An error by our government was scattering Hmong refugees into various parts of the country rather than putting them more closely together. This was a misunderstanding of the importance of cohesion in deference to local communities welcoming refugees from all over.
A devastating incident in Afghanistan shows the perils of relying on Special Operations alone to fight the nation’s battles.
Both the Trump and Obama administrations relied heavily on highly trained Special Forces units to keep Afghanistan from collapse. The strategy has kept recent episodes of the 21-year Afghan War out of the public eye, but it is failing to stabilize the country and is straining the United States military’s elite troops, who serve back-to-back combat tours without an end in sight and disproportionately give their lives in service of a war the public knows almost nothing about.
When Kunduz, a major city in northern Afghanistan, fell to the Taliban in 2015, U.S. Special Forces were dispatched on a secret mission to help Afghan commandos recapture it. Under-resourced and unprepared, the soldiers found themselves in the midst of a pitched battle with conflicting orders. The story of how it led to one of the U.S. military’s worst disasters in Afghanistan shows the perils of relying on Special Operations alone to fight the nation’s wars.
After growing up in a family that never lied, I spent decades being off-puttingly truthful.
When I was a child, my dad invented a game that I loved. Wherever we went, he’d predict what strangers were about to say or do. We’d walk into a store and he’d point at the salesman and say something like, “Watch this. When I tell him how much I’m willing to spend, he’ll immediately show me something more expensive.” The salesman did exactly as Dad had prophesized. When Dad took me to my first concert, he told me the musician would ask the audience how they were feeling tonight and, when everyone cheered wildly, would respond, “I can’t hear you!” It wasn’t long before the musician spoke those exact words.
It felt like magic, like Dad was telling the future or reading minds, so I asked how he did it. Most people follow a script, he said. I asked him why and I remember him replying, “Because they’re afraid that if they say what they really feel, people won’t like them. And they’d rather be liked than be honest.” I knew then that I wanted to be honest, regardless of the consequences. I stuck to that for the next 25 years. And there were consequences.
The handover of power was a solemn affair. There was no mistaking the new administration for the old one.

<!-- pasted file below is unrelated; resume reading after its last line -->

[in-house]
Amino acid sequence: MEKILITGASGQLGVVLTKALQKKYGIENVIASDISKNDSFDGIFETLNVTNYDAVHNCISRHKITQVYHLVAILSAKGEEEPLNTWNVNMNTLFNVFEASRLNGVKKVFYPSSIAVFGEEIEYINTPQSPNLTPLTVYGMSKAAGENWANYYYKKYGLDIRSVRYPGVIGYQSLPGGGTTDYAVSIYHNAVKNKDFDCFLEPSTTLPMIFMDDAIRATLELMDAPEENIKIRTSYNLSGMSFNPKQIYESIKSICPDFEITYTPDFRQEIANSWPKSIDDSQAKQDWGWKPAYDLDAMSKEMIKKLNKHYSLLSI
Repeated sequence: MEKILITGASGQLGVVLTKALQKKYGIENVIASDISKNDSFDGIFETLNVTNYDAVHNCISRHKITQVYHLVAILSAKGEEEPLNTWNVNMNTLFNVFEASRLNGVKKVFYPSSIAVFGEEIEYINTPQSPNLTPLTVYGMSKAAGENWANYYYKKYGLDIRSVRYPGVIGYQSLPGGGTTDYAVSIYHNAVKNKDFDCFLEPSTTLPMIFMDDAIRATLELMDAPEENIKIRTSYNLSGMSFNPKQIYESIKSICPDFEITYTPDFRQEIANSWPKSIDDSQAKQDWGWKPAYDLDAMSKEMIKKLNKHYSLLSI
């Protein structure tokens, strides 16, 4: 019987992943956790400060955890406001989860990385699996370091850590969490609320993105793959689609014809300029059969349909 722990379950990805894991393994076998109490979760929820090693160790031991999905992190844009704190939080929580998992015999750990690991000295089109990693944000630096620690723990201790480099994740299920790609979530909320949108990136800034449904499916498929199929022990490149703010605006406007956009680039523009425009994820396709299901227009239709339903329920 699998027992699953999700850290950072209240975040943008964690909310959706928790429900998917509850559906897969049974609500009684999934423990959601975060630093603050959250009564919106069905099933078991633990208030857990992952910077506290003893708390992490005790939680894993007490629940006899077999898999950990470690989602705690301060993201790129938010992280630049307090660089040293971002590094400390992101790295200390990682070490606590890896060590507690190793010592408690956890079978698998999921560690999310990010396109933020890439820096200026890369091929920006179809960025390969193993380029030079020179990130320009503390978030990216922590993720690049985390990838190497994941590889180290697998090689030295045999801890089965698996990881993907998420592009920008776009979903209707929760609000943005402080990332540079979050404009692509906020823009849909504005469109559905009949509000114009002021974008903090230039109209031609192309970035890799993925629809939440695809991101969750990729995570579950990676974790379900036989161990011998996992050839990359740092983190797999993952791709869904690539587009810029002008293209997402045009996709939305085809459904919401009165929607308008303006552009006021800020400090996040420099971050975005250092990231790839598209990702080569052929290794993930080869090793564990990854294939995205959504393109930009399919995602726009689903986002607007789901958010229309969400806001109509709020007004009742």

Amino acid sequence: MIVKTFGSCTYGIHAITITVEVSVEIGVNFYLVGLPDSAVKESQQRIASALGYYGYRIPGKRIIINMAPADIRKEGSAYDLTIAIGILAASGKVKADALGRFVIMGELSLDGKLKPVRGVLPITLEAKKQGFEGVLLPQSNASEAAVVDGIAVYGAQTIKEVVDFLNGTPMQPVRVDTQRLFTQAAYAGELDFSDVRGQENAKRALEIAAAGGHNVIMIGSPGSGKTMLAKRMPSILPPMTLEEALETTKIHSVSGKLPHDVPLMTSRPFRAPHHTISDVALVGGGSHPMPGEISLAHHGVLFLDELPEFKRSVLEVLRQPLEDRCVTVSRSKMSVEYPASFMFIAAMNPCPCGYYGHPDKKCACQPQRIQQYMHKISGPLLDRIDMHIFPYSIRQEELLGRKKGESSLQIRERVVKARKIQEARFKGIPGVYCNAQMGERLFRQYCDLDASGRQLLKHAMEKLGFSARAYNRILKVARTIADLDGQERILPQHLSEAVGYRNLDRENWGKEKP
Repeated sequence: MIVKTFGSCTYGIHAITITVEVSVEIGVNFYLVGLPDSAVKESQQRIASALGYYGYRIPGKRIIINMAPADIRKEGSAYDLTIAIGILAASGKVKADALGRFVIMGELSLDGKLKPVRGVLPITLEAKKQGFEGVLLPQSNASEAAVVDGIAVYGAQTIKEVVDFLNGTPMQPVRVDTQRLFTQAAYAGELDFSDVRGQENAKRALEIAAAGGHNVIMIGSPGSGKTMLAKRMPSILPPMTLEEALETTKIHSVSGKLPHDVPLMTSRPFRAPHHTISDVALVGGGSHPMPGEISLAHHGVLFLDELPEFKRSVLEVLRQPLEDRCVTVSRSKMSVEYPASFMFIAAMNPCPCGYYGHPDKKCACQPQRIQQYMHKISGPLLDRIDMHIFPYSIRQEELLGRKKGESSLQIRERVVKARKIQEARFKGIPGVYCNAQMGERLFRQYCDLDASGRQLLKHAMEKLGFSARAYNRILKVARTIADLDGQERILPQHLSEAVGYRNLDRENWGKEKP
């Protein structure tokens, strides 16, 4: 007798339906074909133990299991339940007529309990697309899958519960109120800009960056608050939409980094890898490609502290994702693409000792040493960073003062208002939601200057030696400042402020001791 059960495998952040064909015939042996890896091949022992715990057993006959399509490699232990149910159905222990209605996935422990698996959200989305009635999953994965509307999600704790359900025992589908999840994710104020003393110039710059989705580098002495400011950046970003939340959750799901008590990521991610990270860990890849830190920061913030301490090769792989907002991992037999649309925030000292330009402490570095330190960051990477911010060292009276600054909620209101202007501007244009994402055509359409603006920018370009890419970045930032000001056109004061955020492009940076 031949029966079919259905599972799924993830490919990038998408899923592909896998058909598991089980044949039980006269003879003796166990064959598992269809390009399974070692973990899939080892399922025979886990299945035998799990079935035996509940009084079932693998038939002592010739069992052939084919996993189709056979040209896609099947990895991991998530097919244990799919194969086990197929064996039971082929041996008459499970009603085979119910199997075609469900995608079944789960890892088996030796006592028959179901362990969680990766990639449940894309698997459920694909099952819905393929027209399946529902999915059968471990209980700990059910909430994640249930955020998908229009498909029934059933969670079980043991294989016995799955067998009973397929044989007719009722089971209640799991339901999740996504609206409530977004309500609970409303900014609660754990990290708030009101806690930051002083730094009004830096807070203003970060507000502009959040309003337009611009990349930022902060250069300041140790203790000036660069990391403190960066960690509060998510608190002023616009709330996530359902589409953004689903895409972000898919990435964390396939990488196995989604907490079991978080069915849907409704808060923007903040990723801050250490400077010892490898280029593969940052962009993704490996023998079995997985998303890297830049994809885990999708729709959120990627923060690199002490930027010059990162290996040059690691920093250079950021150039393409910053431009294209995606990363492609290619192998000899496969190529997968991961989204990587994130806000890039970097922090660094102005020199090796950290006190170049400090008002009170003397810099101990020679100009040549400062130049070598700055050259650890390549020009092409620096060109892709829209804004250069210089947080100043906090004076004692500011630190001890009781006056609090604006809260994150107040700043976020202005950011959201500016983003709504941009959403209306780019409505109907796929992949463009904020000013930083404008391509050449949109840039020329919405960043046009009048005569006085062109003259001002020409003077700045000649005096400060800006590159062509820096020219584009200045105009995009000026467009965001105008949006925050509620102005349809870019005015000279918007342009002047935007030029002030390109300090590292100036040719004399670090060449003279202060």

At dawn this morning, workers loaded couches and tables into a moving truck parked outside the West Wing. Men wearing white coveralls and carrying roller brushes and paint cans walked across the north driveway. Inside the White House, pictures of the 45th president had been removed from the walls. Only the hooks remained, ready for a new set of portraits of the 46th.
A lone Donald Trump press deputy, Judd Deere, sat in his small office, writing a note on a piece of stationery to whoever would be taking over his desk in a few hours. Deere was attempting to describe what it’s like to work in the building. When I looked in at noon, after the Trump presidency had officially ended, he was gone, his desk cleared. Even the magazine racks hanging on the wall had been emptied.
Israel has vaccinated six times more of its population than the United States. Can others learn from its success?
One nation has already provided more than a quarter of its people with at least one dose of COVID-19 vaccine, outpacing every other country in the world and more than sextupling the percentage in the United States. During one recent three-day period, in fact, it administered a dose of the vaccine to a higher percentage of its population than the U.S. has altogether. Nearly three-fourths of those over age 60 have gotten their first shot. And most of the population could be vaccinated by the end of March, which would be earlier than any nation except, perhaps, tiny Palau and the Vatican. The government is now preparing “passports” for the twice-jabbed that will exempt them from quarantines.
It’s the kind of standout success one would expect from the now-familiar stars of the global response to COVID-19—Taiwan, South Korea, or New Zealand. But it’s actually been achieved by Israel, in several respects a surprising country to be the world’s front-runner on vaccine distribution. A 2019 Johns Hopkins study ranked Israel an unspectacular 54th among 195 countries in terms of preparedness for a pandemic. After initially appearing to vanquish the coronavirus, Israel has since suffered some of the world’s worst outbreaks—something that remains true as it celebrates its vaccine advances. And during a pandemic in which public trust in government has emerged as arguably the most consistent ingredient across countries for success in combatting the virus, public confidence in Israel’s political leaders is dismally low. The Israeli government currently has the distinction of being one of the most unstable in the democratic world.
A new study proves that half of people are correct. The other is also correct.